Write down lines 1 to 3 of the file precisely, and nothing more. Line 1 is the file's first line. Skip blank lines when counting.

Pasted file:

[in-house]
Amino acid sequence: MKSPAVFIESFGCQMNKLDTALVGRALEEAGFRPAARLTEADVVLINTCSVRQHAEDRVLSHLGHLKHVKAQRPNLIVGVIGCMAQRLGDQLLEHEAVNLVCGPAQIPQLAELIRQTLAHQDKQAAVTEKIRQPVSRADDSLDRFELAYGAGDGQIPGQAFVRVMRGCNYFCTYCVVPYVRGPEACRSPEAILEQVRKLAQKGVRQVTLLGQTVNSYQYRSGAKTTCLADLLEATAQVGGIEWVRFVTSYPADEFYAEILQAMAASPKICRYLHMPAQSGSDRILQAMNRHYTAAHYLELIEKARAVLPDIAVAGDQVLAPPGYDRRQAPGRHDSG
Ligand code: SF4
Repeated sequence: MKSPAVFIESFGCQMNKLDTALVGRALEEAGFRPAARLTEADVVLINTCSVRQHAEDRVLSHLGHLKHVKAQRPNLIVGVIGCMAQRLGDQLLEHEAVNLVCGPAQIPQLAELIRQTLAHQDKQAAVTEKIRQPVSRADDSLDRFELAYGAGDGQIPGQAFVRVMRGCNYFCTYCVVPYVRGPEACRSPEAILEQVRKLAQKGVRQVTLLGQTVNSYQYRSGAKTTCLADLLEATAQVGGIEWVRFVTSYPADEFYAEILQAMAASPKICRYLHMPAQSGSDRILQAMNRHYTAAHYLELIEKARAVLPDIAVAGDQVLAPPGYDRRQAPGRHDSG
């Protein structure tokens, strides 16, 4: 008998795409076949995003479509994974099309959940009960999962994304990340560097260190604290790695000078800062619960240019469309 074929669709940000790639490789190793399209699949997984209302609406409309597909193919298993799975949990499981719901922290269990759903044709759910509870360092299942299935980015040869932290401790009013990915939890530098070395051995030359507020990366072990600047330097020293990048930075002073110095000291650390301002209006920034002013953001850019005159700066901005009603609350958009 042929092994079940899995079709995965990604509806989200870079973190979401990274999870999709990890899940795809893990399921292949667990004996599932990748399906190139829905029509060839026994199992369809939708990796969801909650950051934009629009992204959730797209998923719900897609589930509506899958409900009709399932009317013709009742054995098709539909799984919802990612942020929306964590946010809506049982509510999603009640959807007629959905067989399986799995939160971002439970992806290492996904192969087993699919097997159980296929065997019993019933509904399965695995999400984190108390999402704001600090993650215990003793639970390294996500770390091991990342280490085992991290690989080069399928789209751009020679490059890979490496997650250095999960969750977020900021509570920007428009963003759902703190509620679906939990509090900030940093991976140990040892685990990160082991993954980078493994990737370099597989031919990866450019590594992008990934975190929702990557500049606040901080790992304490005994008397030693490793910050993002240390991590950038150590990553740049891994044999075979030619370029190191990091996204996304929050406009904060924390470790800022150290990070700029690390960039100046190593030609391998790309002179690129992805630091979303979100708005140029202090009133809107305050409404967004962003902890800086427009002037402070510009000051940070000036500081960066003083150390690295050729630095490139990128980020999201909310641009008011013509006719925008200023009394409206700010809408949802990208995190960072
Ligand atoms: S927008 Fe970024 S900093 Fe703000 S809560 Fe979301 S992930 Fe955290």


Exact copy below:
[in-house]
Amino acid sequence: MKSPAVFIESFGCQMNKLDTALVGRALEEAGFRPAARLTEADVVLINTCSVRQHAEDRVLSHLGHLKHVKAQRPNLIVGVIGCMAQRLGDQLLEHEAVNLVCGPAQIPQLAELIRQTLAHQDKQAAVTEKIRQPVSRADDSLDRFELAYGAGDGQIPGQAFVRVMRGCNYFCTYCVVPYVRGPEACRSPEAILEQVRKLAQKGVRQVTLLGQTVNSYQYRSGAKTTCLADLLEATAQVGGIEWVRFVTSYPADEFYAEILQAMAASPKICRYLHMPAQSGSDRILQAMNRHYTAAHYLELIEKARAVLPDIAVAGDQVLAPPGYDRRQAPGRHDSG
Ligand code: SF4